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'Cosmo' Claims Circulation Crown In Armenia

Editor Hrachuhi Utmazian holds the debut issue of "Cosmopolitan Armenia" magazine at a press conference.

Editor Hrachuhi Utmazian holds the debut issue of "Cosmopolitan Armenia" magazine at a press conference.

YEREVAN -- The glossy international women's magazine "Cosmopolitan" has become Armenia's best-selling magazine less than seven months after the launch of its local-language edition, RFE/RL's Armenian Service reports.

The February kickoff made "Cosmopolitan Armenia" the 63rd international edition of the famous U.S. title published by Hearst Magazines.

"We are confident that 'Cosmo' will do well with Armenian women," Duncan Edwards, Hearst Magazines chairman, said ahead of the Armenian edition's release.

"Cosmopolitan Armenia" claims to sell about 5,000 copies per issue, more than any other Armenian magazine. That circulation figure is also higher than the print runs of most of the country's daily newspapers, which cover primarily political and economic developments.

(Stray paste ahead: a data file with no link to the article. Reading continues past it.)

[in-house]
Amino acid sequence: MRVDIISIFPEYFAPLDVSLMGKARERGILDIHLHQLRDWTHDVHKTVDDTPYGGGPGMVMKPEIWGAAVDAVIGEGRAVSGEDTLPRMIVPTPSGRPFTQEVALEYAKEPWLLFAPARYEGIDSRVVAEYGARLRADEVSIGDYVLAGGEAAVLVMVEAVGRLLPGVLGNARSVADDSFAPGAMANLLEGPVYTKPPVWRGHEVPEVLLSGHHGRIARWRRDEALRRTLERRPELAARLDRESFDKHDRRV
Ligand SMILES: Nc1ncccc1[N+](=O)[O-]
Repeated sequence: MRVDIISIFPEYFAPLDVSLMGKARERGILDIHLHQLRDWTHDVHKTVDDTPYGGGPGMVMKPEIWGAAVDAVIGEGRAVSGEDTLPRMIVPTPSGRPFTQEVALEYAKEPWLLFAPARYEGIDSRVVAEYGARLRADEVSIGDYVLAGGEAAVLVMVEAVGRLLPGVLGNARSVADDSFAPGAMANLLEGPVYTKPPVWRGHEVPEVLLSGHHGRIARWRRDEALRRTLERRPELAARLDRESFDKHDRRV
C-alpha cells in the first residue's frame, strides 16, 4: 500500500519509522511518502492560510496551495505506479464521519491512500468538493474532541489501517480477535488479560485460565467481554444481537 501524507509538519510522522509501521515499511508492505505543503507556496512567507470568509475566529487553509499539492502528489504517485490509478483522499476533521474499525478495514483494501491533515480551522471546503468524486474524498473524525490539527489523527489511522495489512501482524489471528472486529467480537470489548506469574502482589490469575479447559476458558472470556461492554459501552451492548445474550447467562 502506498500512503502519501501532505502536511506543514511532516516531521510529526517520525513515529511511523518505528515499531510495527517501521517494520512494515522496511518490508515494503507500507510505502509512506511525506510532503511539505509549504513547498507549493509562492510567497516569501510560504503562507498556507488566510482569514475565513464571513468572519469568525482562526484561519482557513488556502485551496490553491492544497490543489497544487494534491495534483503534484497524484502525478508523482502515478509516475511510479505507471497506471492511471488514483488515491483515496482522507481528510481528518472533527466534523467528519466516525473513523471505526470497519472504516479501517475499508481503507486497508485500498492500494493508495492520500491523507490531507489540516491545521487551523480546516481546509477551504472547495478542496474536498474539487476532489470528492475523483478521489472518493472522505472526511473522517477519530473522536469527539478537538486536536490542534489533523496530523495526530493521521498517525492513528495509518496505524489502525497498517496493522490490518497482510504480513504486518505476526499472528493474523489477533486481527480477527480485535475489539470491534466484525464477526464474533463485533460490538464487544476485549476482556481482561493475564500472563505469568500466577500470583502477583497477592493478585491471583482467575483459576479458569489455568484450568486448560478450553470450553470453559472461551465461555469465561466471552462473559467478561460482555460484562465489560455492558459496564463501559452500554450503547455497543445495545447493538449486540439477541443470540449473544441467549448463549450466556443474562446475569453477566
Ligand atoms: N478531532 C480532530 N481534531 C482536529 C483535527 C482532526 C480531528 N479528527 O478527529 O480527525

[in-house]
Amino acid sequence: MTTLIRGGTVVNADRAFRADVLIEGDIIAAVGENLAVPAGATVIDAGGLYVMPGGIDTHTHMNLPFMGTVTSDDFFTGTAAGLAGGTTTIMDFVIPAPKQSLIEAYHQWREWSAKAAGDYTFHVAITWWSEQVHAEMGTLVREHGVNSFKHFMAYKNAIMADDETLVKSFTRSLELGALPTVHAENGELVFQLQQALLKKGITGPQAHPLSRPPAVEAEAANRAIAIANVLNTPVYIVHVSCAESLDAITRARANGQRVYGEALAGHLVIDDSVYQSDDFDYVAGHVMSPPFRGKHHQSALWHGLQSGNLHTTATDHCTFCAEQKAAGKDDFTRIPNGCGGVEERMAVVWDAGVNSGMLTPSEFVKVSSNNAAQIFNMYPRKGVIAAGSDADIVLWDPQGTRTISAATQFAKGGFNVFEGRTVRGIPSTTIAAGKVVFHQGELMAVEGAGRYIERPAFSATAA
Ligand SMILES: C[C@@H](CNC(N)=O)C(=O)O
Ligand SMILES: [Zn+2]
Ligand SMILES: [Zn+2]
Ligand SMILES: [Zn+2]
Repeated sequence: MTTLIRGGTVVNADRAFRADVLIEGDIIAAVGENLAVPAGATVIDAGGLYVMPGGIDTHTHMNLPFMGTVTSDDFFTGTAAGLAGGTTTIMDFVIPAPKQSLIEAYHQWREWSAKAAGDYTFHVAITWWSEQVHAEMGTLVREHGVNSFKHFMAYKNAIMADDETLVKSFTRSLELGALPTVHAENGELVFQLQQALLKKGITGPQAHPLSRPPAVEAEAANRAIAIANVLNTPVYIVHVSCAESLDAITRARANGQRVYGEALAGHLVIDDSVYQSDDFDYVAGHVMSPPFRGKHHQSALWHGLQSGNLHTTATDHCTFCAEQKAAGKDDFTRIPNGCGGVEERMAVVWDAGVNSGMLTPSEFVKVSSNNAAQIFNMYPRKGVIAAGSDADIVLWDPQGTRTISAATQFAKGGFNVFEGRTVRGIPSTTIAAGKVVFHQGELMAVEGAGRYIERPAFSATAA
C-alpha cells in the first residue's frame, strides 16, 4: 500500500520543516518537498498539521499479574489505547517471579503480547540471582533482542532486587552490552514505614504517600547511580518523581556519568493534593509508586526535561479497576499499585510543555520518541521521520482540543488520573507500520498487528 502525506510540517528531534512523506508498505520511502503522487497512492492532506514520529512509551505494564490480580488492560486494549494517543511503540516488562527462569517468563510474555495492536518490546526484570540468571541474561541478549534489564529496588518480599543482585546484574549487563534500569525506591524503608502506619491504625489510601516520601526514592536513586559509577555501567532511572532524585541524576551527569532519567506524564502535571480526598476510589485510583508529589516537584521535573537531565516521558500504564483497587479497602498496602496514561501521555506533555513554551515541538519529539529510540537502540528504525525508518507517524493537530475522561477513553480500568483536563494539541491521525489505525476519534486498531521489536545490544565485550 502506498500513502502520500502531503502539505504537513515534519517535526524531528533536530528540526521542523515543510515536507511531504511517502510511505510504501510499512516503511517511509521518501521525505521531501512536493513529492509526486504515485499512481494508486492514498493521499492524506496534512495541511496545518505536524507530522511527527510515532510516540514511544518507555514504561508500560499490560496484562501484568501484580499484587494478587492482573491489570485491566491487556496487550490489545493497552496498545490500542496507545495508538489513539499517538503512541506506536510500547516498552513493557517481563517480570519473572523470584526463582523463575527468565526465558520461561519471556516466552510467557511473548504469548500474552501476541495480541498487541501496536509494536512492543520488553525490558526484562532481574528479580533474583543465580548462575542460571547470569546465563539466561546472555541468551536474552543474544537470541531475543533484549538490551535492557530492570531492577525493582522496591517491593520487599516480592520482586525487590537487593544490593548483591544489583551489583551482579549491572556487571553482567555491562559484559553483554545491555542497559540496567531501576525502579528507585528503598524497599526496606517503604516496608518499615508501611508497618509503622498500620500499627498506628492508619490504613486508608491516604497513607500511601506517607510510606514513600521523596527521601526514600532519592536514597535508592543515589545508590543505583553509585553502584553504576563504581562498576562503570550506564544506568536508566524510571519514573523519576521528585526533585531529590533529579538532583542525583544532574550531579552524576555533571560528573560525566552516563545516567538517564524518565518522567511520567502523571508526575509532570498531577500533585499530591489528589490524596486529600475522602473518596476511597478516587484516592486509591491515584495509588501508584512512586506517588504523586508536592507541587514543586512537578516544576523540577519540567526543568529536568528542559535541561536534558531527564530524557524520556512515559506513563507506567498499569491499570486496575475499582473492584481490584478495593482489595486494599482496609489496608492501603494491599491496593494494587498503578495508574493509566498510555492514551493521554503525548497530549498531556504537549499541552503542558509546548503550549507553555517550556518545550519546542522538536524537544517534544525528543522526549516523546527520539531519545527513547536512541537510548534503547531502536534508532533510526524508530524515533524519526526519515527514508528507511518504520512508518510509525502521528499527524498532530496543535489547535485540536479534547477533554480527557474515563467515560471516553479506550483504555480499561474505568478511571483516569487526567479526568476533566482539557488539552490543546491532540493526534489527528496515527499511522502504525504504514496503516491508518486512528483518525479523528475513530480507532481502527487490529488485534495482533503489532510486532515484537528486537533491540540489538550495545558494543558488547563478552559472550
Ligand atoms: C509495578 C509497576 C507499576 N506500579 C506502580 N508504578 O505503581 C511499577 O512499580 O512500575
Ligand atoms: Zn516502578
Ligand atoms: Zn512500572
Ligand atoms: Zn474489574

"Cosmopolitan" is currently printed in 36 languages and distributed in more than 100 countries.

Like its sister publications, the 160-200 page Armenian monthly edition carries articles on relationships, sex, health, careers, Western and local celebrities, as well as fashion and beauty.

"Sex was a very scary topic for us because starting to speak about it in Armenia as openly as 'Cosmo' does elsewhere in the world was not an easy thing," Hrachuhi Utmazian, the magazine's editor in chief, told RFE/RL.

But she said the magazine has extensively covered what is a sensitive and sometimes taboo subject in the socially conservative country in its six editions published thus far.

"Sex is a must-have headline at 'Cosmopolitan Armenia,'" Utmazian said. "It must be in the upper left corner of the magazine cover, it is considered the most important headline. The front page must also have a headline on beauty."

The debut issue of "Cosmopolitan Armenia" featured Armenian-American socialite Kim Kardashian on its cover.

"I would not go so far as to claim that 'Cosmo' is changing society," said Shushan Harutiunian, editor of the magazine's online version. "But the fact there is some change is obvious, at least among people who have joined our virtual community."

Harutiunian said the magazine's readers are mostly women aged between 18 and 35.

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